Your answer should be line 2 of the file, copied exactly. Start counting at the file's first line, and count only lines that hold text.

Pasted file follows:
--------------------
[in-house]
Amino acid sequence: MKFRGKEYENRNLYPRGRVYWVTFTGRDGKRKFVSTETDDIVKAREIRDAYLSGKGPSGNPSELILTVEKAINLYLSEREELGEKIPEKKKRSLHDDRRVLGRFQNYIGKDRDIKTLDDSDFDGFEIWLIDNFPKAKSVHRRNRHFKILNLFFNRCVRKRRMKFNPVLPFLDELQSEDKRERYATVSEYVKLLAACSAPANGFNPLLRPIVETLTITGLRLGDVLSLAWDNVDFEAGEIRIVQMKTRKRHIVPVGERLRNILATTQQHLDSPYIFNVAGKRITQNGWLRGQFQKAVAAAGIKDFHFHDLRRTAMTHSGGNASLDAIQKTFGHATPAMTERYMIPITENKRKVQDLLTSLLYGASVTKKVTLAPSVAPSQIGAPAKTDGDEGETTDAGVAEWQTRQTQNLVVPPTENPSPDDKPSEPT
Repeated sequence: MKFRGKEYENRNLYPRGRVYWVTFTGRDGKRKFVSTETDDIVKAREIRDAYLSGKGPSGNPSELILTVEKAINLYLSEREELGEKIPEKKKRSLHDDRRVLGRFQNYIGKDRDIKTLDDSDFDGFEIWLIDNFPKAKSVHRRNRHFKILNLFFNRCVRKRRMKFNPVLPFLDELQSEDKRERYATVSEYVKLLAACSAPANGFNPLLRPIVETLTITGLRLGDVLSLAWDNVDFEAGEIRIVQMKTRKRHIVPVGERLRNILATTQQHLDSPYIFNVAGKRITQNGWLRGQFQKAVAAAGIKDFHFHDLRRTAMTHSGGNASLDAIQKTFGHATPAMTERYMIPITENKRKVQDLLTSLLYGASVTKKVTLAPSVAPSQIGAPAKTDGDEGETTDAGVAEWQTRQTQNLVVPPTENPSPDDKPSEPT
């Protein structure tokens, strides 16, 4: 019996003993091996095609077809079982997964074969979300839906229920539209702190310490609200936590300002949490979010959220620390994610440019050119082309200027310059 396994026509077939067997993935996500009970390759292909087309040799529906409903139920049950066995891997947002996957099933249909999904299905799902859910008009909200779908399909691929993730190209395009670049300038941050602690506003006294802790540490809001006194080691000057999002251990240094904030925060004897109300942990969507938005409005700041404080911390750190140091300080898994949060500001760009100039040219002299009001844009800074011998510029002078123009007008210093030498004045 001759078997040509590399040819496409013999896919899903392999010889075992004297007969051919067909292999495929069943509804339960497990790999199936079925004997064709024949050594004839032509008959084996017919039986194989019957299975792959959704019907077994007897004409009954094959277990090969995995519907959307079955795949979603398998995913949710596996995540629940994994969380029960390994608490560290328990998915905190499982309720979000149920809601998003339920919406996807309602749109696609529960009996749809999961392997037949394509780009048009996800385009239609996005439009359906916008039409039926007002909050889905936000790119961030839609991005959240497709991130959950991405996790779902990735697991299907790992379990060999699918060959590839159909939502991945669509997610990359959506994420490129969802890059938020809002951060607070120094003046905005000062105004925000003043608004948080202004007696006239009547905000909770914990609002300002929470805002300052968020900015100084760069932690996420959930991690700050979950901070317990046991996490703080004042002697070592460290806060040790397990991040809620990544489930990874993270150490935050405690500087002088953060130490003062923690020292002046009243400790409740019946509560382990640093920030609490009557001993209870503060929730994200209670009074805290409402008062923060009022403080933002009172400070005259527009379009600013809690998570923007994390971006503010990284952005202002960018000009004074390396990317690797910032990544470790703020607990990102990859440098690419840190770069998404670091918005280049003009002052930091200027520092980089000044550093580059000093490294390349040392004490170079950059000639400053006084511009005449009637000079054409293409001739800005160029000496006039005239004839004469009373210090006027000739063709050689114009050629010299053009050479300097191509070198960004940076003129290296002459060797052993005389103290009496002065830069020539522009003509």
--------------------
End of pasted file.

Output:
Amino acid sequence: MKFRGKEYENRNLYPRGRVYWVTFTGRDGKRKFVSTETDDIVKAREIRDAYLSGKGPSGNPSELILTVEKAINLYLSEREELGEKIPEKKKRSLHDDRRVLGRFQNYIGKDRDIKTLDDSDFDGFEIWLIDNFPKAKSVHRRNRHFKILNLFFNRCVRKRRMKFNPVLPFLDELQSEDKRERYATVSEYVKLLAACSAPANGFNPLLRPIVETLTITGLRLGDVLSLAWDNVDFEAGEIRIVQMKTRKRHIVPVGERLRNILATTQQHLDSPYIFNVAGKRITQNGWLRGQFQKAVAAAGIKDFHFHDLRRTAMTHSGGNASLDAIQKTFGHATPAMTERYMIPITENKRKVQDLLTSLLYGASVTKKVTLAPSVAPSQIGAPAKTDGDEGETTDAGVAEWQTRQTQNLVVPPTENPSPDDKPSEPT